Drugs in Psych.txt

  1. what is the drug treatment for sleep disturbance (insomnia?)
  2. what are the 4 categories of causes for insomnia?
    • physiological: need less sleep with age, daytime naps, noise
    • pathological: pain, SOB, oesophageal reflux
    • pharmacological: caffeine, xanthines, cocaine
    • psychiatric: anxiety, depression
  3. what is the non drug and drug treatment for insomnia?
    • 1. address primary cause
    • 2. avoid using drugs, especially if the problem is CHRONIC
    • 3. sedatives/hypnotics - benzodiazepines
  4. how do benzodiazepines work?
    • activate GABA receptors in brain
    • leading to CNS depression
  5. give 3 examples of BZD sedatives?
    • chlordiazepoxide
    • diazepam
    • temazepam (short half life)
  6. what are the other uses of BZD?
    • pre-op medication: to reduce anxiety and reduce the threshold for anaesthesia
    • acutely confused pt
    • acute anxiety
    • acute epilepsy: status epileptics - injection of diazepam is very good as it has a relatively short half life
  7. which BZD are good for sleep disturbance and why?
    • temazepam
    • nitrazepam
    • they have short half life so pt is NOT DROWSY the next morning
    • less chance of falling over esp. in elderly
  8. what is chlordiazepoxide specifically used for?
    alcohol withdrawal syndrome
  9. what is the difference between tolerance and dependence of sleeping pills?
    • tolerance: happens within a few weeks of using the drugs, the patients are no longer sedated by them
    • dependence: without the drugs, pt cant get to sleep
  10. how are withdrawal reactions from stopping BZD reduced?
    reduce the medication in a stepwise manner over a few weeks, don't stop suddenly
  11. what is the differential diagnosis of a known alcoholic who is acutely confused?
    • alcohol/other drug intoxication
    • alcohol withdrawal
    • acute infection: alcoholics are IMMUNOCOMPROMISED
    • hypoglycaemia: alcohol suppresses gluconeogesis in the liver
    • head injury/brain haemorrhage
    • hepatic encephalopathy
    • wernicke's encephalopathy
  12. what is wenicke's encephalopathy due to? symptoms?
    • vitamin B1 deficiency (thiamine)
    • leads to C.A.N. (confusion, ataxia, nystagmus)
  13. if untreated what can wernicke's encephalopathy lead to? and describe this
    Korsakoff's psychosis: unable to make NEW MEMORIES
  14. what 2 diseases can thiamine deficiency cause?
    • Wernicke's encephalopathy
    • Beriberi disease
  15. how is Wernicke's encephalopathy prevented?
    • initial iv thiamine
    • then oral
  16. what is the treatment of a chronic alcoholic presenting with acute confusion?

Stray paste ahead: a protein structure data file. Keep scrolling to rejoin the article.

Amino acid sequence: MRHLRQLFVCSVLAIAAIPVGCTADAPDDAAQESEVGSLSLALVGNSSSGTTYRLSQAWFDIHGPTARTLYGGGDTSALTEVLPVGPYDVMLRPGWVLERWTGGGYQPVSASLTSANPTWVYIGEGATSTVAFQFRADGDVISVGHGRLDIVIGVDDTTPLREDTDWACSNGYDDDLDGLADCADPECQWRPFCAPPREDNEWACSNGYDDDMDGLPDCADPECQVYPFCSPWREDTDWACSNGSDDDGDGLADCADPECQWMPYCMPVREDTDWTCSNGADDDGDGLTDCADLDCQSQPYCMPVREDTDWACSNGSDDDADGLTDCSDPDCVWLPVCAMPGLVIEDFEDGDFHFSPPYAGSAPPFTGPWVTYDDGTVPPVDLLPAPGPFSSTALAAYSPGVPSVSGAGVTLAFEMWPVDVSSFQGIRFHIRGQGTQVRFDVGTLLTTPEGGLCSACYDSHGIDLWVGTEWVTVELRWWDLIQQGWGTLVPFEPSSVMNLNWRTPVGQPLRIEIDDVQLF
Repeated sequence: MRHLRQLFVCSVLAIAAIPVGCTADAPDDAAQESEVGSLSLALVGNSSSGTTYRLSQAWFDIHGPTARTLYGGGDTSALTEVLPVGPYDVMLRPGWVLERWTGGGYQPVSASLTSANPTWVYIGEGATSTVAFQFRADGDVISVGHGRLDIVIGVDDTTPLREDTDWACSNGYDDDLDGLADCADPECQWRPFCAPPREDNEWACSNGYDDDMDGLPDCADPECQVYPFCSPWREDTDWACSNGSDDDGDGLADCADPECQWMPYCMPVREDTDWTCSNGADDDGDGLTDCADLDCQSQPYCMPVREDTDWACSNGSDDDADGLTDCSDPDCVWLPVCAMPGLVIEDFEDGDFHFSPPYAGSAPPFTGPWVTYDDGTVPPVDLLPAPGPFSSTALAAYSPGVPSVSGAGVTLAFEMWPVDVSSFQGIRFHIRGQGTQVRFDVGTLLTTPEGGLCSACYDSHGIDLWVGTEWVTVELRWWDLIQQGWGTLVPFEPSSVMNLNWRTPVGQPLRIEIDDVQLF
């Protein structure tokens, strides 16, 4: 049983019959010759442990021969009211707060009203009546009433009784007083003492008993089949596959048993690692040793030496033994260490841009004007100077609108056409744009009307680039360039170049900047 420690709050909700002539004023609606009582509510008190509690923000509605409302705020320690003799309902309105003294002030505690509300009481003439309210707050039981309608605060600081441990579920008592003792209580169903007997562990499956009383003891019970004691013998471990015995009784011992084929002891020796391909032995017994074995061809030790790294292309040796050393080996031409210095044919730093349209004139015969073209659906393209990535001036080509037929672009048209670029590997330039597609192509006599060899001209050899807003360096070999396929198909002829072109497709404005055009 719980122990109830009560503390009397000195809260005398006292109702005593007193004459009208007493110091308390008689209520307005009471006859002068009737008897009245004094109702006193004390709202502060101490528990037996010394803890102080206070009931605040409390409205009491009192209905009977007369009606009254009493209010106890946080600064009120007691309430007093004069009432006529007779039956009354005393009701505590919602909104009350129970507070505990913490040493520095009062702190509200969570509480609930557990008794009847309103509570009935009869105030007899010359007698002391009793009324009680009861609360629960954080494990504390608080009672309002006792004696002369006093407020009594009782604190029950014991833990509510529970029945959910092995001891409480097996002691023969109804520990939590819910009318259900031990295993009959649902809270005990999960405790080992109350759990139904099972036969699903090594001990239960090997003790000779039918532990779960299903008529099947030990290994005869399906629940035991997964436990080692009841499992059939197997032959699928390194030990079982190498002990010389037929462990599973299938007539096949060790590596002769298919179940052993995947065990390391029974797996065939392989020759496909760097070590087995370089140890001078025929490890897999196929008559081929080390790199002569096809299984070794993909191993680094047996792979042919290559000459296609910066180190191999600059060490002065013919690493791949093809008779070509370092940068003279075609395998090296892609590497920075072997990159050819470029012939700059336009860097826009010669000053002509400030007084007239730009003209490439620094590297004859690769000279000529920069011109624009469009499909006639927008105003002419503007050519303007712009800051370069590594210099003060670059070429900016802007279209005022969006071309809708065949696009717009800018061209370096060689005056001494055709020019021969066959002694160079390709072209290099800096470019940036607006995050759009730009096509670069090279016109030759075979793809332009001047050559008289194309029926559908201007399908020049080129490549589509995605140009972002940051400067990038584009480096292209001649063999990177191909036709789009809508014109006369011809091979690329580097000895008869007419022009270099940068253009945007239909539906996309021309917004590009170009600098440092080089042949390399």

• 1. chlordiazepoxide: start with high dose then reduce it
    • 2. anti-epileptic if seizures occur
    • 3. vitamin B1 (thiamine) to prevent Wernicke's encephalopathy
  17. what are the common causes of acute confusion in the elderly?
    • 1. infection
    • 2. heart disease: AMI, acute heart failure
    • 3. metabolic disturbances: hypoxia, electrolyte disturbance e.g. low potassium if diuretic use, hypoglycaemia as may be on insulin if DM
    • 4. brain disease: stroke, meningitis, epilepsy, encephalitis
    • 5. fall
    • 6. Drugs: night sedation, alcohol withdrawal, opiates check pinpoint pupils
  18. what investigations do you need to do in an acute confused person?
  19. ABG
    • Blood culture
    • CXR
  20. ECG, electrolytes
    • FBC
    • Gluclose
  21. how are benzodiazepine's reversed?
  22. what is the treatment for an acutely confused patient?
    • 1. treat cause
    • 2. nurse in a well lit single room, same staff
    • 3. if no primary cause found, give sedation with BZD e.g. lorazepam if danger to herself or others
    • 4. or neuroleptic drug: haloperidol (major tranquilliser)
  23. what is the advantage of haloperidol
    no respiratory depression
  24. what is the advantage of lorazepam?
    short half life
  25. how is status epileptics treated?
    • initial benzodiazepine but cannot load with BZD as causes resp depression
    • so then change to phenytoin
  26. what is the main difference between acutely confused patient and dementia?
    • acute confused: drowsy
    • dementia: chronically confused, but alert
  27. what are the 4 features of dementia?
    • chronically confused
    • global brain failure: disorder in mood, thought, memory
    • progressive and irreversible
    • leads to total dependence on State and carers
  28. how do you do an AMTS?
    first give address to remember at end
  29. 5 questions about person, time place:
    • 1. DOB
    • 2. Age
    • 3. Time to nearest hour
    • 4. Year
    • 5. name of hospital
  30. 3 Questions about factual knowledge
    • 6. present prime minister
    • 7. WW2 started
    • 8. recognise 2 persons: doctor, nurse...
  31. 2 questions about calculation/memory
    • 9. count from 20-1 backwards
    • 10. recall of address
  32. what is the category and example of drug used to treat dementia? and SE?
    • cholinesterase inhibitor: donepezil
    • NB many don't respond to it and GI disturbances?
  33. what is memantine?
    NMDA antagnoist
  34. what are the cardinal features of depression?
    • low mood
    • loss of interest in life
    • reduced energy and enjoyment
  35. what are the 3 main categories of anti-depressants? and what is their MOA? and give an e.g. of each
    • SSRI: stop reuptake of 5HT. e.g. fluoxetine/escitalopram
    • TCA: block reuptake of NA, 5HT, DA. e.g. amitriptyline/imipramine
    • MAO inhibitors: stop the breakdown of monoamine neurotransmitters eg NA, DA, 5HT e.g. hydralazine (MAOi non selective)
  36. what causes withdrawal of TCA?
    anticholinergic SE
  37. what is the drug treatment of schizophrenia? what is their MOA?
    • neuroleptics: chlorpromazine, haloperidol
    • interfere with DA transmission
Card Set
Drugs in Psych.txt